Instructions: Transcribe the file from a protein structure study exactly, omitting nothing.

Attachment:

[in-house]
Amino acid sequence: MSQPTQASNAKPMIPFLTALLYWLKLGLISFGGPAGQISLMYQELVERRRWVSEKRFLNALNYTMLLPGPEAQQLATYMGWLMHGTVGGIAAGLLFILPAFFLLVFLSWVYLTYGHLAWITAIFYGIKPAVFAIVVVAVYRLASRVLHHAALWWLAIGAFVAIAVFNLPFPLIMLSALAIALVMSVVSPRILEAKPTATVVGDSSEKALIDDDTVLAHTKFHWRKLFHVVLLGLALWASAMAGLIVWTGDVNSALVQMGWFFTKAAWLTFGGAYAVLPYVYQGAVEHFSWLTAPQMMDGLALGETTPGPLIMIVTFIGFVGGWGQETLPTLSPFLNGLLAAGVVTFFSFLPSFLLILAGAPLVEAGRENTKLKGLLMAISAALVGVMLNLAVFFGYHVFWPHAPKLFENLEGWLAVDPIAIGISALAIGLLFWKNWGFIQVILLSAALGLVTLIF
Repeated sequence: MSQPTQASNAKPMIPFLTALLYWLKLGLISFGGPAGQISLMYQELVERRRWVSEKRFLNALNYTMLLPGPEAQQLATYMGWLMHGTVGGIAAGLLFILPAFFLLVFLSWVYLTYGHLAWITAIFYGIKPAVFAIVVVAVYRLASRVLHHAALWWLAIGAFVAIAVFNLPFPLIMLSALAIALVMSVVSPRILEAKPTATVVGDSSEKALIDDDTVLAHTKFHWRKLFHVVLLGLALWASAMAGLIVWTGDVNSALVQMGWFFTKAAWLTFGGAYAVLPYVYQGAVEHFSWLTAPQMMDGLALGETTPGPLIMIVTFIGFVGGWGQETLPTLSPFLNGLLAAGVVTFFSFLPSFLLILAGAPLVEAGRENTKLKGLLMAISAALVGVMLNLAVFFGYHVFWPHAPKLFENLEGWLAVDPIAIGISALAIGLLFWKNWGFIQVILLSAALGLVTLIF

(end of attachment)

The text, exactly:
[in-house]
Amino acid sequence: MSQPTQASNAKPMIPFLTALLYWLKLGLISFGGPAGQISLMYQELVERRRWVSEKRFLNALNYTMLLPGPEAQQLATYMGWLMHGTVGGIAAGLLFILPAFFLLVFLSWVYLTYGHLAWITAIFYGIKPAVFAIVVVAVYRLASRVLHHAALWWLAIGAFVAIAVFNLPFPLIMLSALAIALVMSVVSPRILEAKPTATVVGDSSEKALIDDDTVLAHTKFHWRKLFHVVLLGLALWASAMAGLIVWTGDVNSALVQMGWFFTKAAWLTFGGAYAVLPYVYQGAVEHFSWLTAPQMMDGLALGETTPGPLIMIVTFIGFVGGWGQETLPTLSPFLNGLLAAGVVTFFSFLPSFLLILAGAPLVEAGRENTKLKGLLMAISAALVGVMLNLAVFFGYHVFWPHAPKLFENLEGWLAVDPIAIGISALAIGLLFWKNWGFIQVILLSAALGLVTLIF
Repeated sequence: MSQPTQASNAKPMIPFLTALLYWLKLGLISFGGPAGQISLMYQELVERRRWVSEKRFLNALNYTMLLPGPEAQQLATYMGWLMHGTVGGIAAGLLFILPAFFLLVFLSWVYLTYGHLAWITAIFYGIKPAVFAIVVVAVYRLASRVLHHAALWWLAIGAFVAIAVFNLPFPLIMLSALAIALVMSVVSPRILEAKPTATVVGDSSEKALIDDDTVLAHTKFHWRKLFHVVLLGLALWASAMAGLIVWTGDVNSALVQMGWFFTKAAWLTFGGAYAVLPYVYQGAVEHFSWLTAPQMMDGLALGETTPGPLIMIVTFIGFVGGWGQETLPTLSPFLNGLLAAGVVTFFSFLPSFLLILAGAPLVEAGRENTKLKGLLMAISAALVGVMLNLAVFFGYHVFWPHAPKLFENLEGWLAVDPIAIGISALAIGLLFWKNWGFIQVILLSAALGLVTLIF